Investing For a New Decade
The next 10 years are sure to bring a different set of opportunities and obstacles than the past 10.
Ask investors what their biggest concern is and many will cite the ongoing uncertainty in global financial markets. Negative interest rates, a trade war, geopolitical unrest and a bull market that’s long in the tooth are among the issues that are conspiring to leave market participants jittery. Cynics might actually say that the direct lending asset class, which primarily exists to finance higher risk leveraged transactions, is at risk of a slowdown this deep into a robust expansion.
Matt Harvey, Managing Director at PGIM Private Capital, sees it differently.
“Like anything in private credit things need to be looked at from a long-term view and fundamentally it’s healthy,” said Harvey. “There are many different strategies in direct lending and ours is fairly specific, hugging the lower end of the risk spectrum but also producing differentiated returns. Actually, a little bit of a market correction could help us because we’re pretty conservative. That starts to become advantageous when the market does start to correct, which it will at some point.”
PGIM Private Capital is the private debt investment arm of PGIM, the global investment management business of Prudential Financial, Inc. (PFI). In addition to its direct lending business, it offers strategies across the risk spectrum in investment grade and below investment grade private placements, infrastructure and real assets financing, and corporate and energy mezzanine investments. The firm is focused on building close and enduring local partnerships that are based on a steady commitment to its partners’ long-term capital needs. The investment philosophy of PGIM Private Capital, established more than 75 years ago, is straightforward; it views its business through a long-term lens, leveraging its scale, relationships and experience while providing a consistent investment process.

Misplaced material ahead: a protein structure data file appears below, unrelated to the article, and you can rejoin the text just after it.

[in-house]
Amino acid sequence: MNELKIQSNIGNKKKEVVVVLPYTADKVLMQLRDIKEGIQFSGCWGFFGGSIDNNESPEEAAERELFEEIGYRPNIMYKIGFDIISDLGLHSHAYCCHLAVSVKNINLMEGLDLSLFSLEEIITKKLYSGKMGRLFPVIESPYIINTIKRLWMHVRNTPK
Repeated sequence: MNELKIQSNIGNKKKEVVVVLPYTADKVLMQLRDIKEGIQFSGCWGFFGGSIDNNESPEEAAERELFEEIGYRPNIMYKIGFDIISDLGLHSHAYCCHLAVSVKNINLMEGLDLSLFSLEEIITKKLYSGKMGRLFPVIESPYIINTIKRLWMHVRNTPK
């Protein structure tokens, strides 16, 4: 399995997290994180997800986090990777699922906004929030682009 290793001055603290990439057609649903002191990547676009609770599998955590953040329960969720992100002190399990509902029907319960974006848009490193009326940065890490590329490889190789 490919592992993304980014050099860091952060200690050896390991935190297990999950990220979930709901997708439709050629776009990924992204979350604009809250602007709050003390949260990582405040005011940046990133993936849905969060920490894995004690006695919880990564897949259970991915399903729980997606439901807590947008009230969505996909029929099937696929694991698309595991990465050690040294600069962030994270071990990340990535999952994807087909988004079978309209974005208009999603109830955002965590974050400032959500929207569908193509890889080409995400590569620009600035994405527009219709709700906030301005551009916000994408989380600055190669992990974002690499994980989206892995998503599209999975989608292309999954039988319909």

Direct lending should offer strong relative return from loss avoidance and portfolio diversification, not financial engineering or deeper investment risk for higher yield.
The global financial meltdown helped change the face of leveraged middle-market lending from one driven largely by banks to one now dominated by non-bank, institutional lenders. Indeed, the direct lending market has become a structurally permanent source of debt capital for leveraged loan borrowers, principally an LBO-driven, sponsor-led market, but which relies on fundamental credit underwriting.
“Banks have largely gotten out of middle-market lending as a result of further regulation,” said Harvey. “That helped open up the prospect of institutional firms offering nonbank capital in the marketplace in a way, quite frankly, that is better suited to what our borrowers want anyway, which is longer-dated and more flexible financing.”
With more than $90 billion in assets under management, PGIM Private Capital is one of the largest global managers in the asset class. The firm leverages its global origination network to find deals that don’t necessarily fit the traditional bill of transactions such as broad auctions and leveraged-buyout financing, which make up the vast majority of the direct lending market. Instead, it looks to produce a more diverse portfolio between both private-equity-backed deals and also non-sponsored deals found through its network comprising privately held, often management or family-owned, companies.
“Ultimately, in private credit, origination is the biggest scarce asset, and we have origination capacity as deep as anyone in the world,” Harvey said. “When you think about selectivity of investments, you accomplish that by not being a price taker, but by finding your own deals through your relationships. And keep in mind it’s important to be selective not only when markets are fallow, but also when they’re flush.”
Unique to PGIM Private Capital’s direct lending model is the business’s regional office network, with nearly 200 investment professionals in local markets around the world. It’s a setup that allows the firm to take a macro-economic perspective on global trends that underlie its structuring and underwriting, and also provides the flexibility to offer cross-border financing structures, as well as transactions in any one domestic market.
“This is extremely important from our perspective,” Harvey said. “Many other direct lenders typically sit in New York or London and they’re usually calling on a finite set of transactional people. They’re not going into northern Iowa or eastern Washington state and calling on family-owned companies over a long period of time. We want to get close to local markets and close to companies that issue capital across the risk spectrum, which enables us to capture a broader part of the market. And because of our scale we can do it over a long period of time; it’s hard for others to replicate that.”
Of course, it’s not an overnight phenomenon. Harvey calls it the “everyday blocking and tackling” at the regional office level, as opposed to a one-time push for business.
“What I get most excited about is creating a differentiated portfolio of scale for our investors,” he said. “I think our model allows us to provide a lower risk return than what the broader market is offering right now. But you can’t just flip a switch – it takes time.”